4. You said: I replied: Jack never charged anyone for an autograph at a show. It was always free. THAT is why he gets a pass. Stan faked plenty of autographs AND charged his fans $200 an autograph to their face. If you met Jack Kirby. He signed your book for FREE. If you met Stan Lee. He charged you $200. You asked why Jack gets a pass. I answered. They BOTH faked autographs (supposedly, I don't have proof of either situation, other than I don't trust any of the companies they worked with) for shady autograph 'specialists' aimed at speculators, but at least when you met Jack Kirby face to face, he signed your book for FREE.
  5. Jack never charged anyone for an autograph at a show. It was always free.
  6. Comicconnect is slow in the first place - generally for me, at my east coast address - my last order, won and paid for on Dec 13, shipped on January 6 - now that's over the holiday's so I expect a delay - 24 days. But in general, I never considered them to be quick in their turn around. Good grading, good packaging, easy to navigate sight, etc, etc. But slow to ship. It is what it is. This isn't eBay. This isn't Amazon. If you're impatient, they maybe aren't the best choice. I only buy what I want and not to flip, so I don't much care - it'll get to me, I'll enjoy it, etc. NOW... I could've sworn I got an e-mail from them, seems a month ago or so talking about that due to the pandemic, their turn around times were slow... but even without that, I would just ASSUME, being in NY, it would be slower... If you won that on June 15, I wouldn't expect it until at least mid-July.
  7. Interesting. When was this? I ask because, I used to order books from them that I wanted to get signed and slabbed, specifically because of the way they bagged and boarded and shipped their books - usually in quantities of 3 to 5 and then have them shipped directly to my store (though using my actual name). This would've been 2015. I wonder if they cracked down on this from some specific purpose. As a retailer, I would've been happy to have customers order multiple quantities of silly modern comics.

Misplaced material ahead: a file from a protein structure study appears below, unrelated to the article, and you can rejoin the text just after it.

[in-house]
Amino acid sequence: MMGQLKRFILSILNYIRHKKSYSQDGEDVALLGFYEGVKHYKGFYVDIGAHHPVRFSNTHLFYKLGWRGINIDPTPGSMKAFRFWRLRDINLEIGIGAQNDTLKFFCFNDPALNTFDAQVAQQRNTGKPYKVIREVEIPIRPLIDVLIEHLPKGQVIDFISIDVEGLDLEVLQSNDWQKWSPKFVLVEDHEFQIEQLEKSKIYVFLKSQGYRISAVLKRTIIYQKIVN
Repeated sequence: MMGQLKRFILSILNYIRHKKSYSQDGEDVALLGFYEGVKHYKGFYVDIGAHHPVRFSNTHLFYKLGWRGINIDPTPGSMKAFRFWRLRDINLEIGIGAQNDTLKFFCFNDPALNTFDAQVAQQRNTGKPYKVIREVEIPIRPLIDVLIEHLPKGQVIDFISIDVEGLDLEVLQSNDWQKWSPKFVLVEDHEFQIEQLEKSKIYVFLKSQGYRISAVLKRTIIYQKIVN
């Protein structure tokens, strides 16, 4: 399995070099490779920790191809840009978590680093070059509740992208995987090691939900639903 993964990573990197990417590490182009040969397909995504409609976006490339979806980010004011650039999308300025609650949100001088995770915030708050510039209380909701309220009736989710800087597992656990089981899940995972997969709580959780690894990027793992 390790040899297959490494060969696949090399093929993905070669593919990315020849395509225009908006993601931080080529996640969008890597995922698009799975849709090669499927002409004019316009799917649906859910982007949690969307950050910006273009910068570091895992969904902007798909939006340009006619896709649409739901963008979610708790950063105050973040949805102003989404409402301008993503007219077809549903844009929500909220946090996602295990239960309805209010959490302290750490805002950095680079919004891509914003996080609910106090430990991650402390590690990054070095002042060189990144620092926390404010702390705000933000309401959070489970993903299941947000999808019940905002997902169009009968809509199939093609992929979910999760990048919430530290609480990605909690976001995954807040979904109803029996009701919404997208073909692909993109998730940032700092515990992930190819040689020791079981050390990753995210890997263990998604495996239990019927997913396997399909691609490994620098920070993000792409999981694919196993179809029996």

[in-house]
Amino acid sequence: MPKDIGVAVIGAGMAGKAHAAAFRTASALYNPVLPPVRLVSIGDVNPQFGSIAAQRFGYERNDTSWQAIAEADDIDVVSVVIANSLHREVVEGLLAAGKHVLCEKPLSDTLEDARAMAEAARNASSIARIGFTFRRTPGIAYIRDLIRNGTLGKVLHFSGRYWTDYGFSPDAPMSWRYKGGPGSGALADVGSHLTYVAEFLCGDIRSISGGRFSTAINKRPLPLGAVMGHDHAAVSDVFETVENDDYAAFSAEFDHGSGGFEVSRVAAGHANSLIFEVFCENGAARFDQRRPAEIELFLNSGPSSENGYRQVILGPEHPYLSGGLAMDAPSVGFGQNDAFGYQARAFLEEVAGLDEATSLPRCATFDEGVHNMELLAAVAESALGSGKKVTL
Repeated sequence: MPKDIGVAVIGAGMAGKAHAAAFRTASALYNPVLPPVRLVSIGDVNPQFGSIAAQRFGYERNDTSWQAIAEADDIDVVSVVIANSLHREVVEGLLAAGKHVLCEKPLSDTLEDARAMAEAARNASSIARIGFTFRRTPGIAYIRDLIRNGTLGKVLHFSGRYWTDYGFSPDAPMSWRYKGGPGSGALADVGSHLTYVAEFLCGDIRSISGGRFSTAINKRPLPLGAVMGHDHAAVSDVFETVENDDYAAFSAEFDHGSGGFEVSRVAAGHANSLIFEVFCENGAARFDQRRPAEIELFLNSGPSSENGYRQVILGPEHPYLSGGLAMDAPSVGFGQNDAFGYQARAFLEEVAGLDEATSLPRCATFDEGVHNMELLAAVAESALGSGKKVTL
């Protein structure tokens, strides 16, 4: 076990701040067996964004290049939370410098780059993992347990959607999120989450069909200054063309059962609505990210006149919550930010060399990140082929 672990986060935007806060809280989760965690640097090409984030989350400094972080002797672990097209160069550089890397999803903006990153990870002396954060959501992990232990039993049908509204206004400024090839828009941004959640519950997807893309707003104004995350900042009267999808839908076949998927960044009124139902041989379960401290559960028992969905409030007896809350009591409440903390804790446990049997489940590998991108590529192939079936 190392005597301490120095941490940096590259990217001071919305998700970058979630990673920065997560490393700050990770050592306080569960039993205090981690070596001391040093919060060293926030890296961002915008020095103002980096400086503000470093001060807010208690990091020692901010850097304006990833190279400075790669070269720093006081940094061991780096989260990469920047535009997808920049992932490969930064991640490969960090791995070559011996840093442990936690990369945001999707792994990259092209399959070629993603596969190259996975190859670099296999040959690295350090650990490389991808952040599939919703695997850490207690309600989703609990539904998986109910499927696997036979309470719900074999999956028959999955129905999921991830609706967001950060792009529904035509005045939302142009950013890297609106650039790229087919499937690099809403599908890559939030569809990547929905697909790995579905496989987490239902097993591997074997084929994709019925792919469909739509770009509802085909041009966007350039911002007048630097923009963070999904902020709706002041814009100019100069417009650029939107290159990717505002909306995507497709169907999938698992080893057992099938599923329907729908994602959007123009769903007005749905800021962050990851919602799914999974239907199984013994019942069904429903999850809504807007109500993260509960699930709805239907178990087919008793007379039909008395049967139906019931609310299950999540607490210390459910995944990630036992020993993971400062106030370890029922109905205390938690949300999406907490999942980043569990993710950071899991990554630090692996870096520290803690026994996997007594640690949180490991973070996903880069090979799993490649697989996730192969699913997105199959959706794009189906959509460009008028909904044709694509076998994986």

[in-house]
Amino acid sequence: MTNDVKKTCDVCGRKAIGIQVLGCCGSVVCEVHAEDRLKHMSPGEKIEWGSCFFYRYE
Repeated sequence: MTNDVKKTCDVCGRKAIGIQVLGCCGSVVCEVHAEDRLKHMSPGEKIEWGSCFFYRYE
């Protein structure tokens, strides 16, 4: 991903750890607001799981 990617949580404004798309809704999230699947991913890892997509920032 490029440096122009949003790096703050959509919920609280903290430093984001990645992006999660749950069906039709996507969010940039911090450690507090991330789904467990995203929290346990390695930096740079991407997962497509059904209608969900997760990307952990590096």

8. Well that just isn't true. They have and at this point... they are.
  9. I think the issue for Diamond is going to be, that the margins are so small for them on each item they sell, that losing someone like DC is going to hurt profitability in bad way. Large companies don't usually want to absorb those costs - it almost always gets pushed onto the customer. This is what the worry is. The bigger comic book stores will handle it - even if Diamond collapses. They'll order direct from everyone. Some of the smaller shops will NOT and for small publishers it could have a devastating effect as well. Is that really a good thing? If you live in, say, Dexter, Missouri, should you have to drive an hour away to go to a comic book store? They're going to start ordering online, and if the immediate need to read comics continues to be the priority, then why NOY digital for most people. Buy and read it instantaneously. Most growth of PRINTED comics over the last decade hasn't really been for superheroes. It's been for non-superheroes, and that leans toward more independent publishing. Something like this could force them to go all digital with their work as well. We're already seeing a lean toward this with artist/creators like Giselle Lagace, Brian K Vaughn and many others. These are the reasons people look at this and see it as leading to the eventual end of printed comics. If the only factor in all of this is the publishers profits (masqueraded as 'we need more retailer support!), then when they find a way to make it work, there will be no nostalgia involved for them in ending the printed floppy.